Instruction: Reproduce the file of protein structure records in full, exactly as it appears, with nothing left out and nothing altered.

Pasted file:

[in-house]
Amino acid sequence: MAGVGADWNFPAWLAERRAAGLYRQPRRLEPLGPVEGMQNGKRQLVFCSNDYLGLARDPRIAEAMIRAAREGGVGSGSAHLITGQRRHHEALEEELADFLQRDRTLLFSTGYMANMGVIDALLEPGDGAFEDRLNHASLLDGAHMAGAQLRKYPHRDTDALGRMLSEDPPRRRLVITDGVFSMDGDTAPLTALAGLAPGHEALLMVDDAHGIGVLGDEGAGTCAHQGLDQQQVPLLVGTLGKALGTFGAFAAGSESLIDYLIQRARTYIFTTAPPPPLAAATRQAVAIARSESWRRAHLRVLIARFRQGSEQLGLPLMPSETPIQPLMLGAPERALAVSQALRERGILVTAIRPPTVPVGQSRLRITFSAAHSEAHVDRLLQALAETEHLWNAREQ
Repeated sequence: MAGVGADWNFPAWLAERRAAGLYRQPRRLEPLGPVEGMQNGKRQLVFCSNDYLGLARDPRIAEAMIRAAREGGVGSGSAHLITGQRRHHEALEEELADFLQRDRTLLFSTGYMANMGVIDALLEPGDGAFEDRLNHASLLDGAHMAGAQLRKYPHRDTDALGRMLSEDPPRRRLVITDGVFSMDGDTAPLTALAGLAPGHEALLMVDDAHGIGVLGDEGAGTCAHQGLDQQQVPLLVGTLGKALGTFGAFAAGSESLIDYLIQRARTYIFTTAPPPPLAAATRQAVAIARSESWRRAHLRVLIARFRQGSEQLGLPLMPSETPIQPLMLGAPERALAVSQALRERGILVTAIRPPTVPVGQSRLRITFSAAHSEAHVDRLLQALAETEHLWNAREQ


[in-house]
Amino acid sequence: MAGVGADWNFPAWLAERRAAGLYRQPRRLEPLGPVEGMQNGKRQLVFCSNDYLGLARDPRIAEAMIRAAREGGVGSGSAHLITGQRRHHEALEEELADFLQRDRTLLFSTGYMANMGVIDALLEPGDGAFEDRLNHASLLDGAHMAGAQLRKYPHRDTDALGRMLSEDPPRRRLVITDGVFSMDGDTAPLTALAGLAPGHEALLMVDDAHGIGVLGDEGAGTCAHQGLDQQQVPLLVGTLGKALGTFGAFAAGSESLIDYLIQRARTYIFTTAPPPPLAAATRQAVAIARSESWRRAHLRVLIARFRQGSEQLGLPLMPSETPIQPLMLGAPERALAVSQALRERGILVTAIRPPTVPVGQSRLRITFSAAHSEAHVDRLLQALAETEHLWNAREQ
Repeated sequence: MAGVGADWNFPAWLAERRAAGLYRQPRRLEPLGPVEGMQNGKRQLVFCSNDYLGLARDPRIAEAMIRAAREGGVGSGSAHLITGQRRHHEALEEELADFLQRDRTLLFSTGYMANMGVIDALLEPGDGAFEDRLNHASLLDGAHMAGAQLRKYPHRDTDALGRMLSEDPPRRRLVITDGVFSMDGDTAPLTALAGLAPGHEALLMVDDAHGIGVLGDEGAGTCAHQGLDQQQVPLLVGTLGKALGTFGAFAAGSESLIDYLIQRARTYIFTTAPPPPLAAATRQAVAIARSESWRRAHLRVLIARFRQGSEQLGLPLMPSETPIQPLMLGAPERALAVSQALRERGILVTAIRPPTVPVGQSRLRITFSAAHSEAHVDRLLQALAETEHLWNAREQ